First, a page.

(STORY) Two men were having a debate, one being secular and "modern", and the other being a traditional, observant Jew. The former berated the latter calling him old fashioned, and questioning why he adhered to ritualistic Judaism. The "frum" Jew responded that in fact his friend was the one who was old fashioned, citing this line from the Haggadah. As it says here, the Jews worshipped foreign values in the past, and only now in "modern times" did G-d bring us close to His service.
This is something worth thinking about at the Seder: What is Avoda Zara? Are we guilty of it today? Who is modern and who is old fashioned?


(THOUGHT) Q - Why is it included in the Haggadah that Eisav inherited Har Sei'ir? And if it's going to be so detailed, why not include Yishmael rather than going from Terach (the forefather idol worshipper mentioned above) to Avraham, then mentioning only Yitzchak, and then specifying both Eisav and Yaakov as Avraham's sons?
A - The Brisker Rav answers by citing the pasuk in which Hashem tells Avraham that his genealogy, his nation, will be through Yitzchak ("KI BEYITZCHAK YIKRA LECHA ZERA"). He did not, however, specify to Yitzchak which of his sons would be the progenitor of this chosen nation. But, He gave him a sign: The sign was that the son that was the father of the nation would be exiled into a strange land and suffer there for some time. So, the fact that Eisav settled peacefully into his inheritance, while Yaakov and his children went to Mitzrayim and spent years of servitude there is quite significant. This detail is necessary proof that Yaakov and not Eisav's family (i.e. us, not the Arabs) are the chosen nation promised to Avraham!


(THOUGHT) Unlike Edom (EISAV) who's name betrays his true nature, Lavan's name paints a deceptively pure, white picture of an evil man. While the Haggadah describes Lavan as wanting to totally destroy the Jewish People, the Torah is lacking in any overt reference to such a desire. And that's just the point. We as a nation (as well as we as individuals) have enemies that dress in white, feigning diplomacy and niceties. And we also have enemies like Eisav, who come openly wanting blood. We must be on the look out for enemies of all types, especially the Eisavs. As the Chovot HaLevavot writes, in regard to some, our attitude should be “Respect and Suspect" (Chabdeihu VeChashdeihu).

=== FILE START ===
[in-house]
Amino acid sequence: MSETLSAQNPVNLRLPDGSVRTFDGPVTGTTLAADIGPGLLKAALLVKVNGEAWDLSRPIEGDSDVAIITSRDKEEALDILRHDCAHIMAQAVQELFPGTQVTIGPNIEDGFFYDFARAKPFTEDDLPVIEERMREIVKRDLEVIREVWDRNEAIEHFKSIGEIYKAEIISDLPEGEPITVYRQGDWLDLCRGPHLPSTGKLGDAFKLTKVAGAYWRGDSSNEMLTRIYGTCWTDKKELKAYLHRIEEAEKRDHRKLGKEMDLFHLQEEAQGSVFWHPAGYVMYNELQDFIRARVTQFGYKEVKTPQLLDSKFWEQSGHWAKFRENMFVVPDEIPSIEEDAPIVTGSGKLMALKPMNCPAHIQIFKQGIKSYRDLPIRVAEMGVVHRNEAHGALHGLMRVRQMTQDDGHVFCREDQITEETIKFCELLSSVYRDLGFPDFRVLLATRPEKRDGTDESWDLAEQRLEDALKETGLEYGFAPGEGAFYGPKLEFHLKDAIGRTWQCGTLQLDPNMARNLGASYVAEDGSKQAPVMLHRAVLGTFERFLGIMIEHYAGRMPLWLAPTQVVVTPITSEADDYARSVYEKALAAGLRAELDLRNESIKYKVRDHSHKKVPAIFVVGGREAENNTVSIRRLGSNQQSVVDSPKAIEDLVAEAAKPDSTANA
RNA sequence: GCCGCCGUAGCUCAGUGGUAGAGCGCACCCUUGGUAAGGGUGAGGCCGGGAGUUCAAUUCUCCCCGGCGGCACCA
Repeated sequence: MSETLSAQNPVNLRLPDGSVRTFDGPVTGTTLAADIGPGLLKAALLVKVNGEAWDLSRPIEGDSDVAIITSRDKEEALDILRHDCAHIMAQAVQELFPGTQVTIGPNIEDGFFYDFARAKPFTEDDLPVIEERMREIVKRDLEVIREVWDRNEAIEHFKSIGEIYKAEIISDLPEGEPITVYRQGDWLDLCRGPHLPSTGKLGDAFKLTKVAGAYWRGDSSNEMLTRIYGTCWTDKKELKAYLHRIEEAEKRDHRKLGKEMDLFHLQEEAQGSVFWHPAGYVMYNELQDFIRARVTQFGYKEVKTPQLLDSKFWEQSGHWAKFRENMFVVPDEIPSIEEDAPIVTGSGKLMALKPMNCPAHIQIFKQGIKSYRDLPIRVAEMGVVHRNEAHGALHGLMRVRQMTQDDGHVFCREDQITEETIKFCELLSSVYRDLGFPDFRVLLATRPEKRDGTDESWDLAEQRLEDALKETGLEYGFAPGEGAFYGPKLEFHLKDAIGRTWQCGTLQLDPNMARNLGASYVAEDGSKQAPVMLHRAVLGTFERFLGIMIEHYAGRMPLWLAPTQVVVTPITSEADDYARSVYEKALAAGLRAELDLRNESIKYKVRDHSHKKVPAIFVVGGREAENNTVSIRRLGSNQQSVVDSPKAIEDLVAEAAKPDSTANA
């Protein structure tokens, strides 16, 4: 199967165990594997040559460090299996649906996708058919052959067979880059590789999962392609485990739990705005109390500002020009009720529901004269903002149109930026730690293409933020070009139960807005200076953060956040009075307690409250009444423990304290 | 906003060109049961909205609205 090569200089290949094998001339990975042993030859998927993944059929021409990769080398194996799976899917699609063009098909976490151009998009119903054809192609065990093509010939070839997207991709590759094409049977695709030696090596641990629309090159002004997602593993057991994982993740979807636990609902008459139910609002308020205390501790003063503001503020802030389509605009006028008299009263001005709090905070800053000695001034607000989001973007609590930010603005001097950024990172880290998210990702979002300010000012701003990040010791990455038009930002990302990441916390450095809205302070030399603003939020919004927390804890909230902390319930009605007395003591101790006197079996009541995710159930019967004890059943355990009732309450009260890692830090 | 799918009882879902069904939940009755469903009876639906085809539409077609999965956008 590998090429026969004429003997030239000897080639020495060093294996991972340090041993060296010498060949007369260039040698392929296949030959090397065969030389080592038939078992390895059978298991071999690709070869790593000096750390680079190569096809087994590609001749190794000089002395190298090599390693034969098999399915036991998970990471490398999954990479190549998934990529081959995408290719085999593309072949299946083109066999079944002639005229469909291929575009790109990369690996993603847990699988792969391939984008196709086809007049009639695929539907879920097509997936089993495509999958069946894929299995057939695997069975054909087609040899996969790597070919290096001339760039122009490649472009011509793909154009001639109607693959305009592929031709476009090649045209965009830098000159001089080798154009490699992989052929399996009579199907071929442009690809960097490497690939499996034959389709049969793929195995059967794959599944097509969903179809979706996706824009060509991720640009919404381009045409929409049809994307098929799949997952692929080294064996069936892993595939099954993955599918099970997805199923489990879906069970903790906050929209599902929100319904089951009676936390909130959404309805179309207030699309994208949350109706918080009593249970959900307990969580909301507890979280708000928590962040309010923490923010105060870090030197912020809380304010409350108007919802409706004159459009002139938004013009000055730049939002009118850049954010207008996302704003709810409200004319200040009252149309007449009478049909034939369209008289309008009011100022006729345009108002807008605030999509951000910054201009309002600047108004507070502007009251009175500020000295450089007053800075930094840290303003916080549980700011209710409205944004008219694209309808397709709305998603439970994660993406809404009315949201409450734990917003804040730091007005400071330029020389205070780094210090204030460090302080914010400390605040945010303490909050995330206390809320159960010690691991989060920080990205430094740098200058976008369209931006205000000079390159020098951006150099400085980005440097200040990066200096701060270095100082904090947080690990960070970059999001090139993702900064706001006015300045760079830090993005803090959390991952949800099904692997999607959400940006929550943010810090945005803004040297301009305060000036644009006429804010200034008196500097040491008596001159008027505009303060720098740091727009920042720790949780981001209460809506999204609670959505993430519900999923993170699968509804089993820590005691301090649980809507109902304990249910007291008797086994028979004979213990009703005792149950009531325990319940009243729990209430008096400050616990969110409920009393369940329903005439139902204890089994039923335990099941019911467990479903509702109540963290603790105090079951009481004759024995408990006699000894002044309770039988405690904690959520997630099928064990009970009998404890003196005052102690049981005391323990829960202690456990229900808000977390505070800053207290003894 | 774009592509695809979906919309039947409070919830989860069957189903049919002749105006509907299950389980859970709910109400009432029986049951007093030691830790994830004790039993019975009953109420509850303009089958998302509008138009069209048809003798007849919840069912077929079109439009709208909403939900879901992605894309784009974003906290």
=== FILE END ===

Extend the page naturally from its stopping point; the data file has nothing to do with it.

(THOUGHT) The one line here that seems to receive the most attention, because it doesn't seem to make sense, is -IF HE WOULD HAVE BROUGHT US TO HAR SINAI AND NOT GIVEN US THE TORAH IT WOULD HAVE BEEN ENOUGH(THOUGHTS) How's that!?! Why would being brought to the mountain and then not receiving the Torah have been worth anything? ONE ANSWER to this question is that the aura of the Shechina would have affected us positively, and that itself would have provided sufficient reason for being brought to the mountain, Sinai.

ANOTHER ANSWER is that the Jews, for once, were unified (KE'ISH ECHAD BE'LEV ECHAD), and that is something amazing that would have made the trip to Sinai worthwhile. A unique, creative, and deep (and also dangerously easily misunderstood) answer to this question is that what we're saying is that if G-d would have brought us to Har Sinai but not given US the Torah even though he gave us the Torah - it would have been enough. The point is that we're here thanking G-d for placing the Torah under our auspices, in our control, rather than giving it to us to obey, but maintaining it Himself. This idea is illustrated by the following story:

(STORY) One Amora was disagreeing with several others. He was sure that his view made sense, but couldn't convince the others. Finally, he used signs to prove he was right (first a tree tilted, then a stream flowed backwards, then the walls caved in). The Rabbis were unimpressed. So, he asked for a voice to resound from heaven announcing he was right. It happened. But the Rabbis insisted that "It is not in heaven" (LO BASHAMAYIM HEE) and they did not accept his view. And the end of the story is that G-d was very pleased with how all this went.

(The JOKE version of this is: 3 Rabbis were arguing against 1 Rabbi. The 1 Rabbi gets G-d to say that HE agrees with him. G-d does. The other Rabbis remain unfazed, "Fine," they say, "Now, it's 3 against 2!")

Another point of note in this song is the fact that it goes way past the leaving of Egypt all the way up until the building of the Beit HaMikdash in Yerushalayim. This indicates the strong connection between leaving Egypt and not only the receiving of the Torah, but the culminating event of the Temple’s construction and use.


(THOUGHT) Rav Noach Weinberg points out that G-d carried the show, did all the work, when it came to getting us out of Egypt. However, the one thing we had to do was repudiate their values ( by publicly displaying lamb blood as a signal to G-d to come and save us ). If we want to speed up the redemption still to come, and want to insure our inclusion in it, we must be brave enough to clearly and openly signal to G-d that we reject the alien values of today's culture.